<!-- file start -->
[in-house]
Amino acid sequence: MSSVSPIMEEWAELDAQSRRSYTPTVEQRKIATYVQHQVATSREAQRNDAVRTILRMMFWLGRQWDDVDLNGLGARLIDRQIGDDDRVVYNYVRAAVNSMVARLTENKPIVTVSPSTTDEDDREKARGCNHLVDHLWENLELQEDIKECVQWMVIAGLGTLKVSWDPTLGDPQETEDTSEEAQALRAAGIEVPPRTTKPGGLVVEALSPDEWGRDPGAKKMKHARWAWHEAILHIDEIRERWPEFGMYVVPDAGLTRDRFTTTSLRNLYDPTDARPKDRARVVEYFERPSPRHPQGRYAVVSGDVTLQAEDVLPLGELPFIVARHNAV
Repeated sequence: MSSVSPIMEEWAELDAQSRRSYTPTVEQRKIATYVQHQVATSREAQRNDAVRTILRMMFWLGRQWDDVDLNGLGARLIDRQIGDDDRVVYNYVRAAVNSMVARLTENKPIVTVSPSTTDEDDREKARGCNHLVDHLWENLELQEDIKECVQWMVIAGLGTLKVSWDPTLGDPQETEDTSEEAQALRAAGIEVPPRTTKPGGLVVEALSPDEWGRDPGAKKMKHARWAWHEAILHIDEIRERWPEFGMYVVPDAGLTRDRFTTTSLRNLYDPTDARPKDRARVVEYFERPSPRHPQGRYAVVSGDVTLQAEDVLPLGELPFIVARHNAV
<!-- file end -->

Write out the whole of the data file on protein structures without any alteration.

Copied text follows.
[in-house]
Amino acid sequence: MSSVSPIMEEWAELDAQSRRSYTPTVEQRKIATYVQHQVATSREAQRNDAVRTILRMMFWLGRQWDDVDLNGLGARLIDRQIGDDDRVVYNYVRAAVNSMVARLTENKPIVTVSPSTTDEDDREKARGCNHLVDHLWENLELQEDIKECVQWMVIAGLGTLKVSWDPTLGDPQETEDTSEEAQALRAAGIEVPPRTTKPGGLVVEALSPDEWGRDPGAKKMKHARWAWHEAILHIDEIRERWPEFGMYVVPDAGLTRDRFTTTSLRNLYDPTDARPKDRARVVEYFERPSPRHPQGRYAVVSGDVTLQAEDVLPLGELPFIVARHNAV
Repeated sequence: MSSVSPIMEEWAELDAQSRRSYTPTVEQRKIATYVQHQVATSREAQRNDAVRTILRMMFWLGRQWDDVDLNGLGARLIDRQIGDDDRVVYNYVRAAVNSMVARLTENKPIVTVSPSTTDEDDREKARGCNHLVDHLWENLELQEDIKECVQWMVIAGLGTLKVSWDPTLGDPQETEDTSEEAQALRAAGIEVPPRTTKPGGLVVEALSPDEWGRDPGAKKMKHARWAWHEAILHIDEIRERWPEFGMYVVPDAGLTRDRFTTTSLRNLYDPTDARPKDRARVVEYFERPSPRHPQGRYAVVSGDVTLQAEDVLPLGELPFIVARHNAV